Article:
During a brief period between conference sessions, Jobs eagerly accepted numerous questions from a number of early evangelists. He deftly handled every query with a sincere but pointed manner and skillfully weaved in key selling points vs. Sun “this” and Microsoft “that.” I had simply turned a corner on the way to the upcoming session and suddenly was within three feet of the man. As he worked the group, I quickly realized the gravity of the moment and struggled to come up with some kind of semi-intelligent question. Ensuring that he left no question unanswered, his face turned to me and at that moment I immediately realized this was no salesman hawking hardware or a computer geek justifying why his box is better than all the rest. It was the sense of intense, burning, myopically directed focus that completely overwhelmed me. After babbling about possible plans for interconnectivity of the mail app to other platforms, Jobs locked into the point and effortlessly delivered the three key points on why the superior features of NeXT mail would mean other platforms needed to catch up with NeXT first, then we’ll talk about bridging to other programs. My question was quite frankly a minor detail, but it was the way he instantly laser-focused his mind that left an indelible impression with me. From that moment on, I had no doubt there was no problem he could not solve, no challenge he could not address, no vision he could not achieve. And that’s not because of his incredible intellect, but because of his ability to minutely focus.
I’ve taken that little moment in time and shared the sense of what I call “laser focus” with friends, colleagues and even my kids. It’s a talent that we all have to learn and sometimes relearn in this hyperkinetic new media world where every angle and moment of our day demands our attention.
Yes, I’m one of millions who love their iPhones, iPads, Macs and on and on and on. But it’s the ability to “laser focus” that’s the best gadget I’ll savor most from Steve.
Our thoughts and prayers to his family and friends.
When it comes to innovation in the digital space, it’s no secret that Google is the one to watch. This past week was the annual Google I/O conference where they revealed their latest and greatest for 2011. Here is a quick recap of the announcement highlights and what to expect to hear more about in the coming year from the interactive giant.
A Unified Mobile Delight
A good portion of the announcements revolved around the growth and success of Google’s Android mobile platform – to date there are over 100 million activated devices and 200,000 apps in the Android Marketplace with over 4.5 billion downloads. Currently, there are separate operating systems for tablets (Honeycomb) and smartphones (Android). Google I/O 2011 not only set the stage for updates, but also the introduction of the next phase – a unified mobile operating system, currently nicknamed Ice Cream Sandwich. Launching in Q4 2011, the single operating system will work across devices, bringing the advanced features currently available on their tablets to their smartphones.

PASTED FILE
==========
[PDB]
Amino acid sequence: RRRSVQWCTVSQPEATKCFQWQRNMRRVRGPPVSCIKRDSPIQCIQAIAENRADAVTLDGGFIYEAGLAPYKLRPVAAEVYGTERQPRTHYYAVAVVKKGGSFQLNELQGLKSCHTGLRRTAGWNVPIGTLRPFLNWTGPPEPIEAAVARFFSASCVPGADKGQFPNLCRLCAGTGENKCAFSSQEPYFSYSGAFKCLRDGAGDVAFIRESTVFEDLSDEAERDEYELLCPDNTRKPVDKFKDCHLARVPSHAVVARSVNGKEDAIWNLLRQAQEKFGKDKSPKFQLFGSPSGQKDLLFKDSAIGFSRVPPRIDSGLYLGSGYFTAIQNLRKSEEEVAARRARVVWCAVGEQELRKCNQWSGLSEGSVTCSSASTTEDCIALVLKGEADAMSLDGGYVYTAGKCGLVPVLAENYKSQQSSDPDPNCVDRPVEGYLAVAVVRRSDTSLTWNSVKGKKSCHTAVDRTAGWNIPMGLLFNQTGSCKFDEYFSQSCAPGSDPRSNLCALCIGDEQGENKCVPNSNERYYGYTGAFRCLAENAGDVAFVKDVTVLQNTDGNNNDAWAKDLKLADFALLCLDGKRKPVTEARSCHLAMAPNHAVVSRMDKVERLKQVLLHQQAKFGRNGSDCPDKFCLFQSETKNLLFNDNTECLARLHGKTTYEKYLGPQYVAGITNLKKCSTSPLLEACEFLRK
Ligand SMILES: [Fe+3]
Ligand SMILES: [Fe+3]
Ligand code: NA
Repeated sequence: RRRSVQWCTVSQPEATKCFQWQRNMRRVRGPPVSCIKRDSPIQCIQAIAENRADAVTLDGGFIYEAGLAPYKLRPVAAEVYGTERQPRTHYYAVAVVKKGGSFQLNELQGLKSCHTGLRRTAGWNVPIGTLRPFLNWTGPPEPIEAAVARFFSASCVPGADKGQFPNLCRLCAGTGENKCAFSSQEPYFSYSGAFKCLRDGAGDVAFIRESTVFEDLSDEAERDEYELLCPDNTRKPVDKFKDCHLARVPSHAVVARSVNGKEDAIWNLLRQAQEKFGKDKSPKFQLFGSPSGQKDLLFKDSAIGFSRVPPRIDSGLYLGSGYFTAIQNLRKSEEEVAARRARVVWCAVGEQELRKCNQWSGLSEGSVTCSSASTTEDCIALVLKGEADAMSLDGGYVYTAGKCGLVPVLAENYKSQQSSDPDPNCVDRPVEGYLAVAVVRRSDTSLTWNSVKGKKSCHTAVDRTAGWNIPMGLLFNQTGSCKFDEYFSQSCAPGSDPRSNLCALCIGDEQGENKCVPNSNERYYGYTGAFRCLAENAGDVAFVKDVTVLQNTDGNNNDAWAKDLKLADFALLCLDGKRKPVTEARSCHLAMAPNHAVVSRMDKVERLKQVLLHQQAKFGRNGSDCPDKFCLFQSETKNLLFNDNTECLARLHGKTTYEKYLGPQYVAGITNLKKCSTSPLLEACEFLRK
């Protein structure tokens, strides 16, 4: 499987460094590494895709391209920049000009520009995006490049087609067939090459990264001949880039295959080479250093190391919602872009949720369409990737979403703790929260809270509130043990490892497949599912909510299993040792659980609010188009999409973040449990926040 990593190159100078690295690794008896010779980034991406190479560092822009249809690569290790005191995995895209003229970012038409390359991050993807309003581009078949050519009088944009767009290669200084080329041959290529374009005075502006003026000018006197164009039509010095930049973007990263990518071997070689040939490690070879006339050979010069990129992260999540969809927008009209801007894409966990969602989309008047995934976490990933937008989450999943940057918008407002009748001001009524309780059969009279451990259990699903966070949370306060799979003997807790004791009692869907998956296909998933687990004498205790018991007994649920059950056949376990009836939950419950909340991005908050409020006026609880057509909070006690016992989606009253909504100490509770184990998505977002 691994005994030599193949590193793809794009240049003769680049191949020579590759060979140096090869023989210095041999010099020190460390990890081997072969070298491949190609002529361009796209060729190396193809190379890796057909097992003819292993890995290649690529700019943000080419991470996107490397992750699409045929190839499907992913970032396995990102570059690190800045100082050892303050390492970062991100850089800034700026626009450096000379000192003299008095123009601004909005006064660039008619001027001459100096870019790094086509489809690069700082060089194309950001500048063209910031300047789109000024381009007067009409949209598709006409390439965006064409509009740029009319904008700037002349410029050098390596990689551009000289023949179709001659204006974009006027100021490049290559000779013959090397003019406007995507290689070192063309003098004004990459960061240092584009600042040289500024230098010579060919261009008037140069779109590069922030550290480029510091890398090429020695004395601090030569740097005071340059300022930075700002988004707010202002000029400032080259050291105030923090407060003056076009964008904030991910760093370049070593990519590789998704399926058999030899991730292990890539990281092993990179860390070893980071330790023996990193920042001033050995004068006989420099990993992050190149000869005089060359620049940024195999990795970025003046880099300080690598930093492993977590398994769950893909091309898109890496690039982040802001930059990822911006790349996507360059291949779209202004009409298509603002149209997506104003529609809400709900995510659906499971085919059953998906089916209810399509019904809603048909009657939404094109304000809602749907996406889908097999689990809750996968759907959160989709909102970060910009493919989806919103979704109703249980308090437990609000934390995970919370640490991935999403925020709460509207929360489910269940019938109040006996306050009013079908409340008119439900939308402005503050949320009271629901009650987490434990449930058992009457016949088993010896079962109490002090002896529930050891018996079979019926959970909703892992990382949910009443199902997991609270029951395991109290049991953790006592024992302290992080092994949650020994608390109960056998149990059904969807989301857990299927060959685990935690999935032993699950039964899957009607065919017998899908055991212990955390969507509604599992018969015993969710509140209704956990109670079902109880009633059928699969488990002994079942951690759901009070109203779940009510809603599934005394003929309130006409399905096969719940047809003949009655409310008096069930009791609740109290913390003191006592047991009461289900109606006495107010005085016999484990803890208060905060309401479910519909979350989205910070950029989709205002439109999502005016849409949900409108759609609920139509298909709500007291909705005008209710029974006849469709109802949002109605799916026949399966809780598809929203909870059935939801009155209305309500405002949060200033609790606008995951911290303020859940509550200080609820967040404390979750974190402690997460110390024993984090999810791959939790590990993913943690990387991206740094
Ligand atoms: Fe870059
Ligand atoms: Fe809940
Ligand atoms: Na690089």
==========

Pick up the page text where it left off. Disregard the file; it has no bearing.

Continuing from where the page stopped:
Google Entertains Us
In 2011, Google is getting into the movie and music spaces with two important initiatives:
- Google Movies is now providing rentals to the masses via both YouTube and the Android Marketplace. YouTube now offers 3,000 titles for rent, and now Google Movies for Android will bring rentals to tablets and smartphones for $1.99.
- Google Music is a cloud-based storage and streaming system that will store up to 20,000 songs and provide users the access to their music library from any connected device. It will compete with Amazon’s new cloud player and is currently in an invitation-only beta stage.
Android Interacts with Smart Homes
Google is also pioneering an initiative that will allow for automated home control from Android devices. Android@Home is a new framework for developers to create apps that interface with our homes, such as lighting, appliances, home theaters, etc. There are already partnerships in the works, so expect to see these types of apps by the end of the year.
New Devices and New Pricing Models
As the tablet revolution ensues, Google brings another option to the table with the Chromebook. The laptop-style device is Internet-only capable and allows users to always have access to their personal cloud. What’s interesting is the pricing models Google has set forth. The new devices can be purchased, starting at a competitive price of $350, but Google is also initiating some subscription models. To position Chromebooks to niche markets, Google education editions can be rented to students for a $20 monthly subscription and business editions will start at $28/month.
Google is always pushing innovation, and I’m sure these newly announced highlights are just the tip of the iceberg. Be prepared to adapt as new platforms and digital opportunities come our way.
When I look at a book in the store, I think about it in terms of what I’m going to learn and be able to share after reading it. After all, reading a book is an investment of time you’ll never get back, so I always try to make sure I’m looking for the best return. In the hope of jump-starting your reading list, here are three books that are well worth the investment – both in buying the book and taking the time to read it.